Thirty years into the AIDS crisis, two of the top leaders at the AIDS Research Alliance tell us how close they are to ending HIV—and what a mysterious Samoan tree has to do with their work.
The ARA has been at the forefront of HIV treatment and prevention research for 22 years, but the work of the Los Angeles-based nonprofit is now primarily focused on finding a cure. ARA president and CEO Carolyn Carlburg and Stephen Brown, ARA vice president and medical director, talked to HIV Plus about their work for a cure and why you’ll be hearing the words “prostratin” and “reservoirs” much more in the coming years.
HIV Plus: We just passed the 30th year of the first diagnosed case of AIDS. We hear a lot about prevention and treatment. Why aren’t we hearing more about a cure?
Stephen Brown: Part of the reason is that for many years a cure seemed too difficult a goal to pursue, and there didn’t seem any widespread support for research in that area. For example, when grants came out about 10 years ago and they identified the areas of science where research really needed to be done, there was a spot on the list for persistent infections including HIV, but it really wasn’t followed up with funding. The funding in this area has always been difficult to obtain and some of these [research] institutions have been under the financial pressures—the amount of institutions getting their grants funded range from 25% to as low as 8%. And so when you have situations like that, what gets funded tends to be safe research that will produce the expected results or insights—there’s not a big sense of risk taking at those institutions. So it was only really two years ago that National Institute for Health began to entertain the possibility of a research program in this area.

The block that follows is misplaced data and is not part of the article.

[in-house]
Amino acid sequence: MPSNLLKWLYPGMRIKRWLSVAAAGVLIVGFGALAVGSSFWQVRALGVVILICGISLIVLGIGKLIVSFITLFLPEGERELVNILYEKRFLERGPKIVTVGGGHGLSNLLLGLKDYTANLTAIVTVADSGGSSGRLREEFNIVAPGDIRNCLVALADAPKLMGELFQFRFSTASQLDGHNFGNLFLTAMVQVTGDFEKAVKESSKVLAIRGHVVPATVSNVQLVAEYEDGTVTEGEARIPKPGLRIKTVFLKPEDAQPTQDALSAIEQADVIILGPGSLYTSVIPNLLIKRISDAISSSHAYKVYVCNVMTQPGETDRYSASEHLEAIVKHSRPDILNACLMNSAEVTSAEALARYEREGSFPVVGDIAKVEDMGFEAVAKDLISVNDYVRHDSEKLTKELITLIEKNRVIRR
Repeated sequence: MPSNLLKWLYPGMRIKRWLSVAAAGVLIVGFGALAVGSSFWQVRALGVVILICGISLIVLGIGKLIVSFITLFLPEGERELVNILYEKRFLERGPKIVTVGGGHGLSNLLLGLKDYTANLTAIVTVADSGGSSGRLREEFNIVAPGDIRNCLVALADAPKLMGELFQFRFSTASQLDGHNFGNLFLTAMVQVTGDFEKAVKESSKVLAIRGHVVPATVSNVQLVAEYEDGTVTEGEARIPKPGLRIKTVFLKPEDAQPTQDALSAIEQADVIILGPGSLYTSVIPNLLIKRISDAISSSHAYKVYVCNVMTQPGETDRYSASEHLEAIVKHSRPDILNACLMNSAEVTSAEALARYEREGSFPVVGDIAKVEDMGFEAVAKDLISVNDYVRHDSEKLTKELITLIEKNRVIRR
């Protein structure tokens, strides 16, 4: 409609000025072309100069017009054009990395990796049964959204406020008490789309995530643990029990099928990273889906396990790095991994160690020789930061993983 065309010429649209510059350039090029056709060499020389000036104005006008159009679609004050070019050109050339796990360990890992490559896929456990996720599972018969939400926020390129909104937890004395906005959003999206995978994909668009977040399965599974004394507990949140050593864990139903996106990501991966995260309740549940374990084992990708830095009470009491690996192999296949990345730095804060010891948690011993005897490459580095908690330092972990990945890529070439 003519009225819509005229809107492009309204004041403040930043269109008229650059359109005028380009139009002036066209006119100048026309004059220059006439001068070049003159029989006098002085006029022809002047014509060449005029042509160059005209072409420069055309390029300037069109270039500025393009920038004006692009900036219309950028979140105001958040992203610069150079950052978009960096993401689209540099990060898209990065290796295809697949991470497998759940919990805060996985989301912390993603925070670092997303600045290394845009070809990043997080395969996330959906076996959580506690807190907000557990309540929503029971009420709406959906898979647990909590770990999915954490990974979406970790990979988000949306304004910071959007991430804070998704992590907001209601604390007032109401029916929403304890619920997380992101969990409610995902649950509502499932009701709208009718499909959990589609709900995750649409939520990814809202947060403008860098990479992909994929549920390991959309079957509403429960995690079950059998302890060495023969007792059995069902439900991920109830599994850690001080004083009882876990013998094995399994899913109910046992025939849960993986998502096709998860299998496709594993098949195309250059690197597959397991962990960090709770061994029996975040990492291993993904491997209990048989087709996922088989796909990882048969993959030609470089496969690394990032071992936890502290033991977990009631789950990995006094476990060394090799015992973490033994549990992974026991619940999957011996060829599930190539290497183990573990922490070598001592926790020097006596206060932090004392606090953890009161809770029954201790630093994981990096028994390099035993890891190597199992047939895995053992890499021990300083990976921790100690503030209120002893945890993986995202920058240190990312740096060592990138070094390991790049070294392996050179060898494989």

Complete article at HIV Plus Mag : http://bit.ly/uj9I0i